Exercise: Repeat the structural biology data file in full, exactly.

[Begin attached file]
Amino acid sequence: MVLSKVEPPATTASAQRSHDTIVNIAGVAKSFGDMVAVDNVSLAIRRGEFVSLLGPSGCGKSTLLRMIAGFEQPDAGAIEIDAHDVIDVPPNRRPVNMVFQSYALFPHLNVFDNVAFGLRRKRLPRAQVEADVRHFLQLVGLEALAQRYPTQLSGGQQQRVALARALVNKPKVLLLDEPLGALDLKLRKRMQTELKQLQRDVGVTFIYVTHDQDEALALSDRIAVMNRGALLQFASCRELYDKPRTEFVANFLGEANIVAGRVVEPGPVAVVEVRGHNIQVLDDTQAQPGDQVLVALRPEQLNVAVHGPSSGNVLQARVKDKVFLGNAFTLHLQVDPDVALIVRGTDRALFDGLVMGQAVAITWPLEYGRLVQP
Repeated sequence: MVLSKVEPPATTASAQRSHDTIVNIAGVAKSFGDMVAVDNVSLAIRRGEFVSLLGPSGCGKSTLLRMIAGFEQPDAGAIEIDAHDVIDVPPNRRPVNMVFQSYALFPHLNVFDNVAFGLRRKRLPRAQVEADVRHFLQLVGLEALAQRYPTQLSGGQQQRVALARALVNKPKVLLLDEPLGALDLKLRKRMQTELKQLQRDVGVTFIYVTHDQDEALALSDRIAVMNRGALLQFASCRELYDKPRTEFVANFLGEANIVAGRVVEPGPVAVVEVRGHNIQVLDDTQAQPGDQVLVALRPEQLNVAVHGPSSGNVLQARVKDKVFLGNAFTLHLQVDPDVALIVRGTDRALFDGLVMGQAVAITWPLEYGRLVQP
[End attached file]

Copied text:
Amino acid sequence: MVLSKVEPPATTASAQRSHDTIVNIAGVAKSFGDMVAVDNVSLAIRRGEFVSLLGPSGCGKSTLLRMIAGFEQPDAGAIEIDAHDVIDVPPNRRPVNMVFQSYALFPHLNVFDNVAFGLRRKRLPRAQVEADVRHFLQLVGLEALAQRYPTQLSGGQQQRVALARALVNKPKVLLLDEPLGALDLKLRKRMQTELKQLQRDVGVTFIYVTHDQDEALALSDRIAVMNRGALLQFASCRELYDKPRTEFVANFLGEANIVAGRVVEPGPVAVVEVRGHNIQVLDDTQAQPGDQVLVALRPEQLNVAVHGPSSGNVLQARVKDKVFLGNAFTLHLQVDPDVALIVRGTDRALFDGLVMGQAVAITWPLEYGRLVQP
Repeated sequence: MVLSKVEPPATTASAQRSHDTIVNIAGVAKSFGDMVAVDNVSLAIRRGEFVSLLGPSGCGKSTLLRMIAGFEQPDAGAIEIDAHDVIDVPPNRRPVNMVFQSYALFPHLNVFDNVAFGLRRKRLPRAQVEADVRHFLQLVGLEALAQRYPTQLSGGQQQRVALARALVNKPKVLLLDEPLGALDLKLRKRMQTELKQLQRDVGVTFIYVTHDQDEALALSDRIAVMNRGALLQFASCRELYDKPRTEFVANFLGEANIVAGRVVEPGPVAVVEVRGHNIQVLDDTQAQPGDQVLVALRPEQLNVAVHGPSSGNVLQARVKDKVFLGNAFTLHLQVDPDVALIVRGTDRALFDGLVMGQAVAITWPLEYGRLVQP